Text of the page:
Save Search

Note: Where available, the PDF/Word icon below is provided to view the complete and fully formatted document
 Download Current HansardDownload Current Hansard    View Or Save XMLView/Save XML

Previous Fragment    Next Fragment
Monday, 26 October 2009
Page: 7128


Senator CONROY (Minister for Broadband, Communications and the Digital Economy) (9:29 PM) —I thank all of those who have made a contribution to the debate on the Corporations Legislation Amendment (Financial Services Modernisation) Bill 2009. As has been described by both the previous speakers, this bill will give effect to a COAG agreement to provide for the national regulation of margin lending and trustee corporations. The bill will also make long-awaited improvements to the regulatory regime governing the issue of debentures.

The bill will introduce three major changes. The first is the introduction of national regulation for margin loans. Until now margin lending has not been subject to any specific regulatory regime at all. This is a serious problem, particularly because non-standard margin loans contain some features that borrowers often find difficult to understand. As we all saw from the fallout from several recent high-profile financial collapses, when investors put their money into sophisticated financial products, they often do not fully understand that they stand to lose hundreds of thousands of dollars and sometimes their family home. The financial services modernisation bill will change that. Lenders and advisers will need to be licensed and regulated by ASIC, consumers will have access to independent, free and fast dispute resolution services, and, importantly, under the new responsible lending requirements, advisers will be required to only provide advice that is appropriate to the client’s needs and circumstances.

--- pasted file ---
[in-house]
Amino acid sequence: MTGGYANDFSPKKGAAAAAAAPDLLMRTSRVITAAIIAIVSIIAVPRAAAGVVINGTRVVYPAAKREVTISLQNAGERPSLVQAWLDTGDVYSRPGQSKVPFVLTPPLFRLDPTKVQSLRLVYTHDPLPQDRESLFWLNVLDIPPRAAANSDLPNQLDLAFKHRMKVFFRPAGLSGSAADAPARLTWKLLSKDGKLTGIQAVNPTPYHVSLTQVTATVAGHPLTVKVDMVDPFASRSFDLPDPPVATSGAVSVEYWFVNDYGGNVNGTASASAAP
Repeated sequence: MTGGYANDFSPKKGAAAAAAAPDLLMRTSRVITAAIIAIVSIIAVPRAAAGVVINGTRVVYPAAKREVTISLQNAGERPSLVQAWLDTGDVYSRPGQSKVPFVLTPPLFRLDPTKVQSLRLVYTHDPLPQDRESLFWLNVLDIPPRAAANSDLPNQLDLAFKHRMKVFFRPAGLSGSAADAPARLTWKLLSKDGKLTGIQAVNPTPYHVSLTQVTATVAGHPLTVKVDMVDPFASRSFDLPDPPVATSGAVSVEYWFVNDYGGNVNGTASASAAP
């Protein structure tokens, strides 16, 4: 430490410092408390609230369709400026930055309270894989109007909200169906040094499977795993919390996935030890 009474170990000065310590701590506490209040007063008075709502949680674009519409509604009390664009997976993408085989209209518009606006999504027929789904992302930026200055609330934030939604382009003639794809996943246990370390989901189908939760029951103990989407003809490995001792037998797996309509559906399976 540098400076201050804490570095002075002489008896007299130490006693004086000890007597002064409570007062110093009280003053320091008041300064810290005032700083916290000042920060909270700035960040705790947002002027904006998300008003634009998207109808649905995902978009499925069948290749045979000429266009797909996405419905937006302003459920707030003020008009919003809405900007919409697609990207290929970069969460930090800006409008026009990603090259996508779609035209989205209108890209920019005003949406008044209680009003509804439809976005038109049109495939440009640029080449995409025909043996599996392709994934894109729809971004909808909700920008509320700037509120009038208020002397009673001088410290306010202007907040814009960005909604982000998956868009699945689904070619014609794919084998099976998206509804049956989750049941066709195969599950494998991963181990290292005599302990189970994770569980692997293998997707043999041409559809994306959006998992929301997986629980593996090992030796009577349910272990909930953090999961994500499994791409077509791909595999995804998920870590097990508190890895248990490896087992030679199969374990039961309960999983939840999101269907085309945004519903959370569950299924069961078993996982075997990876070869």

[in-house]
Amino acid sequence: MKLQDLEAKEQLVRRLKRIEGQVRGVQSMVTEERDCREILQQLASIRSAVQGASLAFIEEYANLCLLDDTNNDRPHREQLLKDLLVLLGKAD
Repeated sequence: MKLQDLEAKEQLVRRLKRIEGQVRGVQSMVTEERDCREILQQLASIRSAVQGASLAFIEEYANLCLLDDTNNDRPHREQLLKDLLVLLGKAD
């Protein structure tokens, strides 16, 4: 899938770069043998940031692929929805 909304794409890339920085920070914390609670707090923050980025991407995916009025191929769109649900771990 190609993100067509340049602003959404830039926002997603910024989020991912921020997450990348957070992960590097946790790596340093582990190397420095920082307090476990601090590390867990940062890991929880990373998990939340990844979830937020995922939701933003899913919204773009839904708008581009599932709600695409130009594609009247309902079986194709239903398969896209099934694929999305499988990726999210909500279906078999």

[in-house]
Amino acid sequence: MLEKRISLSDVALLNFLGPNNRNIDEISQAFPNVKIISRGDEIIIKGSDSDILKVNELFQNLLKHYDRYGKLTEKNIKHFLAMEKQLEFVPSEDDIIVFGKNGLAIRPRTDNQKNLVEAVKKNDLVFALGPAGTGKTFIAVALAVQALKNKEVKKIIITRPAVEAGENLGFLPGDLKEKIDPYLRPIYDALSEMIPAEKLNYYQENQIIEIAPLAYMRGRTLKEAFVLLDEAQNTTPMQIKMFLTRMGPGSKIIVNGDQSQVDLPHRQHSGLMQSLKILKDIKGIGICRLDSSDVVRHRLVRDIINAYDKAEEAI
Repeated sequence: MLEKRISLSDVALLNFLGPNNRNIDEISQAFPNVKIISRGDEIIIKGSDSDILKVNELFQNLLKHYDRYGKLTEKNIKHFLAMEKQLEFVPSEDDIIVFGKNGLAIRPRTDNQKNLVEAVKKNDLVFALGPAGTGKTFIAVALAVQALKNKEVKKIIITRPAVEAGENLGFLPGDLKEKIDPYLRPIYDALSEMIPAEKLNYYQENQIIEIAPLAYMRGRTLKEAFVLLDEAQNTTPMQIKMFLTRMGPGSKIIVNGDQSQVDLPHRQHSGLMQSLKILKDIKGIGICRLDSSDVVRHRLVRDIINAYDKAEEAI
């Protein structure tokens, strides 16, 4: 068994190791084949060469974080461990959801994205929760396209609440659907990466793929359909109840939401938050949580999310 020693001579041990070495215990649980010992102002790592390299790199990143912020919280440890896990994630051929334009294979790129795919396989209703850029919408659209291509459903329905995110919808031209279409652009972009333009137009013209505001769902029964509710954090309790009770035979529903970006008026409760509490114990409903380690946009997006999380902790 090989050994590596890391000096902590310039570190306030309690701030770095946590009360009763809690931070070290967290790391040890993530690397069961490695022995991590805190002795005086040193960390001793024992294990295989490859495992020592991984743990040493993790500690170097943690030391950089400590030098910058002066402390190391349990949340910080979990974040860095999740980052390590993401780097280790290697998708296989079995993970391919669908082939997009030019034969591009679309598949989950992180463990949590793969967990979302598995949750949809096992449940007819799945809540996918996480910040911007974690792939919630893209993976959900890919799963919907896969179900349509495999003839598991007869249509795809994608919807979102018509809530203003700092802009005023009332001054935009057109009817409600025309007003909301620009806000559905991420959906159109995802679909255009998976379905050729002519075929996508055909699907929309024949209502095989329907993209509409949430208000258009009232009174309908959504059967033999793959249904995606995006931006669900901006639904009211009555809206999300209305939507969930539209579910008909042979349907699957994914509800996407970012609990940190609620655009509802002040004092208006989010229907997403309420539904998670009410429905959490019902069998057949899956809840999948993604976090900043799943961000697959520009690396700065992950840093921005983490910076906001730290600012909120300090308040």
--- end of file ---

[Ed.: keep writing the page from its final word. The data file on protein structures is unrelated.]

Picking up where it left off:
The second area covered by the bill is the traditional activities of trustee corporations. These include personal trusts and deceased estate administration services. Trustee corporations which carry out these tasks are currently regulated by states and territories but the regulatory coverage is often inconsistent. Under the Commonwealth system there will be a single licensing regime administered by one, single well-resourced regulator, ASIC. Under the financial services modernisation bill, the traditional services of trustee corporations will be deemed to be financial services and will be covered by the consumer protection and disclosure requirements of the Corporations Act 2001 and the ASIC Act 2001.

The third area covered by the bill is debentures and promissory notes. The bill will amend the regulatory framework in the Corporations Act to align the regulation of promissory notes and debentures and also provide additional protection for investors by removing uncertainty in the law. This is a much-needed change following the collapse of Westpoint, which tried to use the issue of promissory notes with face values of at least $50,000 to avoid the operation of the law.

By introducing national regulation for margin loans and improving the regulatory framework governing trustee corporations, debentures and promissory notes this bill will make important changes—changes which will bring far greater consistency, clarity and fairness to our consumer credit regulatory regime.

Question agreed to.

Bill read a second time.